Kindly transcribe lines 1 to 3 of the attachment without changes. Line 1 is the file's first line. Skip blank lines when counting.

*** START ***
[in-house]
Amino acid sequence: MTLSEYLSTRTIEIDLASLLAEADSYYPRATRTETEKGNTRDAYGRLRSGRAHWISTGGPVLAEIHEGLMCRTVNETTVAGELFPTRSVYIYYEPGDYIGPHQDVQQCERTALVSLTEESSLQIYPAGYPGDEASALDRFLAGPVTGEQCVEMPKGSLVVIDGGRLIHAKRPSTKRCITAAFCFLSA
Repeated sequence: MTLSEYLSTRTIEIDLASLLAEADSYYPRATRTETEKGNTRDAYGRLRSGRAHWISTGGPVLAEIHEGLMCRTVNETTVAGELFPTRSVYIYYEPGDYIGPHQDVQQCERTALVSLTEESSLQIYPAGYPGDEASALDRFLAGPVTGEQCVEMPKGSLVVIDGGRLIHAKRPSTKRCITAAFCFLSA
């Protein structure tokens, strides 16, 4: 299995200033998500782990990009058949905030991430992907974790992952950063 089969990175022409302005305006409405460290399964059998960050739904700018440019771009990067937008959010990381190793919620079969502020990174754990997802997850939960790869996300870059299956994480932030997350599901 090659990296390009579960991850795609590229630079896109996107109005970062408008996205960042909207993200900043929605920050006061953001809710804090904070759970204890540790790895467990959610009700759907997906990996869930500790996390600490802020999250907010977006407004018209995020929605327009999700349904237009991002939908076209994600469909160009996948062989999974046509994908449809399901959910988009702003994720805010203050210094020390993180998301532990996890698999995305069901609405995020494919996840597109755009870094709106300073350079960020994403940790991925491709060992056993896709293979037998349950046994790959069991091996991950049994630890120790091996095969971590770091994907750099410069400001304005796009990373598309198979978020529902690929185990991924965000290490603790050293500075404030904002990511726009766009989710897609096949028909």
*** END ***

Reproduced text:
[in-house]
Amino acid sequence: MTLSEYLSTRTIEIDLASLLAEADSYYPRATRTETEKGNTRDAYGRLRSGRAHWISTGGPVLAEIHEGLMCRTVNETTVAGELFPTRSVYIYYEPGDYIGPHQDVQQCERTALVSLTEESSLQIYPAGYPGDEASALDRFLAGPVTGEQCVEMPKGSLVVIDGGRLIHAKRPSTKRCITAAFCFLSA
Repeated sequence: MTLSEYLSTRTIEIDLASLLAEADSYYPRATRTETEKGNTRDAYGRLRSGRAHWISTGGPVLAEIHEGLMCRTVNETTVAGELFPTRSVYIYYEPGDYIGPHQDVQQCERTALVSLTEESSLQIYPAGYPGDEASALDRFLAGPVTGEQCVEMPKGSLVVIDGGRLIHAKRPSTKRCITAAFCFLSA